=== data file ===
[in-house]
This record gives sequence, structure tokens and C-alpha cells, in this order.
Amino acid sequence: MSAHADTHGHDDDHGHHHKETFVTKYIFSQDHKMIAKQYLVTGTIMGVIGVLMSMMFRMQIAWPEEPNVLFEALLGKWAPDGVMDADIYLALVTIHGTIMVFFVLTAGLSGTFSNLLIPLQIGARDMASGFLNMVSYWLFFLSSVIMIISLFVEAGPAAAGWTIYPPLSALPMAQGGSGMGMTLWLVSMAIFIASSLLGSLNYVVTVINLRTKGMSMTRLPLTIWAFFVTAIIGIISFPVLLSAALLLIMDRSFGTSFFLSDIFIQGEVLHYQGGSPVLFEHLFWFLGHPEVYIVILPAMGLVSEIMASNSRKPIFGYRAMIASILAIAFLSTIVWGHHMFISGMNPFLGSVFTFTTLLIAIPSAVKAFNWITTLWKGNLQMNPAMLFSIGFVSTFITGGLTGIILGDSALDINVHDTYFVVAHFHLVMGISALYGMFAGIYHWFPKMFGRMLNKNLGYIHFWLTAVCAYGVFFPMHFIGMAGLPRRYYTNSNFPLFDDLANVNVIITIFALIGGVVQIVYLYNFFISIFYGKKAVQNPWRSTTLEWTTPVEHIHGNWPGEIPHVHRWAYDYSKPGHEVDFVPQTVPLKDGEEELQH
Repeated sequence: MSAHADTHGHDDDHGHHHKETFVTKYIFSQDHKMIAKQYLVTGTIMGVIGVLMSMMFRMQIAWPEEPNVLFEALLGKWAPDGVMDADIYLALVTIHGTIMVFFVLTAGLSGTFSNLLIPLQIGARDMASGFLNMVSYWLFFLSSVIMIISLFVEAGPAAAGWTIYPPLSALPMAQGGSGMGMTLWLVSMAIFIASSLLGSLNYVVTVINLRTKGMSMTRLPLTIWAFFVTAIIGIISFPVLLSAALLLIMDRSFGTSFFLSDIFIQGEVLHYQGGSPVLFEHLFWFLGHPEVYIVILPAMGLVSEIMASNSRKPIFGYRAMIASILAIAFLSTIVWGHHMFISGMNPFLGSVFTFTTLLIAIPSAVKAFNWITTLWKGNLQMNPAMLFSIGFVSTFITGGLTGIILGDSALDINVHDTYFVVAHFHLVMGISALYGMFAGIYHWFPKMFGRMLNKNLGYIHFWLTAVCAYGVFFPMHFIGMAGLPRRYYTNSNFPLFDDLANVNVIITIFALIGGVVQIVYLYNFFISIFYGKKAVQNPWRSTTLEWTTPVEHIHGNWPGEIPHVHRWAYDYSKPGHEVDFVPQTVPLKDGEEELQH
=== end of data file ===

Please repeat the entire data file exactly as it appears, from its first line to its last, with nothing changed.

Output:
[in-house]
This record gives sequence, structure tokens and C-alpha cells, in this order.
Amino acid sequence: MSAHADTHGHDDDHGHHHKETFVTKYIFSQDHKMIAKQYLVTGTIMGVIGVLMSMMFRMQIAWPEEPNVLFEALLGKWAPDGVMDADIYLALVTIHGTIMVFFVLTAGLSGTFSNLLIPLQIGARDMASGFLNMVSYWLFFLSSVIMIISLFVEAGPAAAGWTIYPPLSALPMAQGGSGMGMTLWLVSMAIFIASSLLGSLNYVVTVINLRTKGMSMTRLPLTIWAFFVTAIIGIISFPVLLSAALLLIMDRSFGTSFFLSDIFIQGEVLHYQGGSPVLFEHLFWFLGHPEVYIVILPAMGLVSEIMASNSRKPIFGYRAMIASILAIAFLSTIVWGHHMFISGMNPFLGSVFTFTTLLIAIPSAVKAFNWITTLWKGNLQMNPAMLFSIGFVSTFITGGLTGIILGDSALDINVHDTYFVVAHFHLVMGISALYGMFAGIYHWFPKMFGRMLNKNLGYIHFWLTAVCAYGVFFPMHFIGMAGLPRRYYTNSNFPLFDDLANVNVIITIFALIGGVVQIVYLYNFFISIFYGKKAVQNPWRSTTLEWTTPVEHIHGNWPGEIPHVHRWAYDYSKPGHEVDFVPQTVPLKDGEEELQH
Repeated sequence: MSAHADTHGHDDDHGHHHKETFVTKYIFSQDHKMIAKQYLVTGTIMGVIGVLMSMMFRMQIAWPEEPNVLFEALLGKWAPDGVMDADIYLALVTIHGTIMVFFVLTAGLSGTFSNLLIPLQIGARDMASGFLNMVSYWLFFLSSVIMIISLFVEAGPAAAGWTIYPPLSALPMAQGGSGMGMTLWLVSMAIFIASSLLGSLNYVVTVINLRTKGMSMTRLPLTIWAFFVTAIIGIISFPVLLSAALLLIMDRSFGTSFFLSDIFIQGEVLHYQGGSPVLFEHLFWFLGHPEVYIVILPAMGLVSEIMASNSRKPIFGYRAMIASILAIAFLSTIVWGHHMFISGMNPFLGSVFTFTTLLIAIPSAVKAFNWITTLWKGNLQMNPAMLFSIGFVSTFITGGLTGIILGDSALDINVHDTYFVVAHFHLVMGISALYGMFAGIYHWFPKMFGRMLNKNLGYIHFWLTAVCAYGVFFPMHFIGMAGLPRRYYTNSNFPLFDDLANVNVIITIFALIGGVVQIVYLYNFFISIFYGKKAVQNPWRSTTLEWTTPVEHIHGNWPGEIPHVHRWAYDYSKPGHEVDFVPQTVPLKDGEEELQH